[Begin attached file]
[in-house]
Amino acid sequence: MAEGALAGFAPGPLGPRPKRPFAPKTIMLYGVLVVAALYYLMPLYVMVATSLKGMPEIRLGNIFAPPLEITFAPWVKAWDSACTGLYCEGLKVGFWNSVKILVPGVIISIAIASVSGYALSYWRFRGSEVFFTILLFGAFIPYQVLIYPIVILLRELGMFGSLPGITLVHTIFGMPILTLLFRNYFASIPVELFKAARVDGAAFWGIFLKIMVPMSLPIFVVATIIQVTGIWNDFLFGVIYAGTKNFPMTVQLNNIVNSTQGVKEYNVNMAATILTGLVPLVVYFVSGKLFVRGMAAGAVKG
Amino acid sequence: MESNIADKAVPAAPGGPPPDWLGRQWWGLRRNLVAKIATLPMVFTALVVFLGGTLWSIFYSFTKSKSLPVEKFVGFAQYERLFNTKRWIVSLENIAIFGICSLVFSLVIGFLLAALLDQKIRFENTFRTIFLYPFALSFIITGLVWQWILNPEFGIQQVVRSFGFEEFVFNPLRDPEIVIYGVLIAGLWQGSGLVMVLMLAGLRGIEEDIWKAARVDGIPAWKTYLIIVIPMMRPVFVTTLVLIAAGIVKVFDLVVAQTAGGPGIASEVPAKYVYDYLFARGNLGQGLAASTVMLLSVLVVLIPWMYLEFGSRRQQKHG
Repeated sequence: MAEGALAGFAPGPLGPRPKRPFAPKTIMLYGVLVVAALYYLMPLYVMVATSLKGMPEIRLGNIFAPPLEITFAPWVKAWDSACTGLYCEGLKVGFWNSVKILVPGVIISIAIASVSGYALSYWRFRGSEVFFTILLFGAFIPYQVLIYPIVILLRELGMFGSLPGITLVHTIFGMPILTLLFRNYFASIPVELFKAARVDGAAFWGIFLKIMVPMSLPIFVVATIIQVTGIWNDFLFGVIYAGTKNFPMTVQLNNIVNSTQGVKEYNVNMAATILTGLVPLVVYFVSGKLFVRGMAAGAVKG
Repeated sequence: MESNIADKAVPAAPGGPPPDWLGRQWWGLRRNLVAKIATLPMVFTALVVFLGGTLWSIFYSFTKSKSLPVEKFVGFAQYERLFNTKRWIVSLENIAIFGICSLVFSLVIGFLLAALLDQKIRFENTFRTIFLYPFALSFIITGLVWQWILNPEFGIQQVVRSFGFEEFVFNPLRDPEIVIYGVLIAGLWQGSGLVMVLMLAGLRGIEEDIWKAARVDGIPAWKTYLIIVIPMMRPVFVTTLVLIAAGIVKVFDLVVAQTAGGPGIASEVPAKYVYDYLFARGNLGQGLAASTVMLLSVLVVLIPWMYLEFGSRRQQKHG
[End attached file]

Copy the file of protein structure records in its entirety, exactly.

[in-house]
Amino acid sequence: MAEGALAGFAPGPLGPRPKRPFAPKTIMLYGVLVVAALYYLMPLYVMVATSLKGMPEIRLGNIFAPPLEITFAPWVKAWDSACTGLYCEGLKVGFWNSVKILVPGVIISIAIASVSGYALSYWRFRGSEVFFTILLFGAFIPYQVLIYPIVILLRELGMFGSLPGITLVHTIFGMPILTLLFRNYFASIPVELFKAARVDGAAFWGIFLKIMVPMSLPIFVVATIIQVTGIWNDFLFGVIYAGTKNFPMTVQLNNIVNSTQGVKEYNVNMAATILTGLVPLVVYFVSGKLFVRGMAAGAVKG
Amino acid sequence: MESNIADKAVPAAPGGPPPDWLGRQWWGLRRNLVAKIATLPMVFTALVVFLGGTLWSIFYSFTKSKSLPVEKFVGFAQYERLFNTKRWIVSLENIAIFGICSLVFSLVIGFLLAALLDQKIRFENTFRTIFLYPFALSFIITGLVWQWILNPEFGIQQVVRSFGFEEFVFNPLRDPEIVIYGVLIAGLWQGSGLVMVLMLAGLRGIEEDIWKAARVDGIPAWKTYLIIVIPMMRPVFVTTLVLIAAGIVKVFDLVVAQTAGGPGIASEVPAKYVYDYLFARGNLGQGLAASTVMLLSVLVVLIPWMYLEFGSRRQQKHG
Repeated sequence: MAEGALAGFAPGPLGPRPKRPFAPKTIMLYGVLVVAALYYLMPLYVMVATSLKGMPEIRLGNIFAPPLEITFAPWVKAWDSACTGLYCEGLKVGFWNSVKILVPGVIISIAIASVSGYALSYWRFRGSEVFFTILLFGAFIPYQVLIYPIVILLRELGMFGSLPGITLVHTIFGMPILTLLFRNYFASIPVELFKAARVDGAAFWGIFLKIMVPMSLPIFVVATIIQVTGIWNDFLFGVIYAGTKNFPMTVQLNNIVNSTQGVKEYNVNMAATILTGLVPLVVYFVSGKLFVRGMAAGAVKG
Repeated sequence: MESNIADKAVPAAPGGPPPDWLGRQWWGLRRNLVAKIATLPMVFTALVVFLGGTLWSIFYSFTKSKSLPVEKFVGFAQYERLFNTKRWIVSLENIAIFGICSLVFSLVIGFLLAALLDQKIRFENTFRTIFLYPFALSFIITGLVWQWILNPEFGIQQVVRSFGFEEFVFNPLRDPEIVIYGVLIAGLWQGSGLVMVLMLAGLRGIEEDIWKAARVDGIPAWKTYLIIVIPMMRPVFVTTLVLIAAGIVKVFDLVVAQTAGGPGIASEVPAKYVYDYLFARGNLGQGLAASTVMLLSVLVVLIPWMYLEFGSRRQQKHG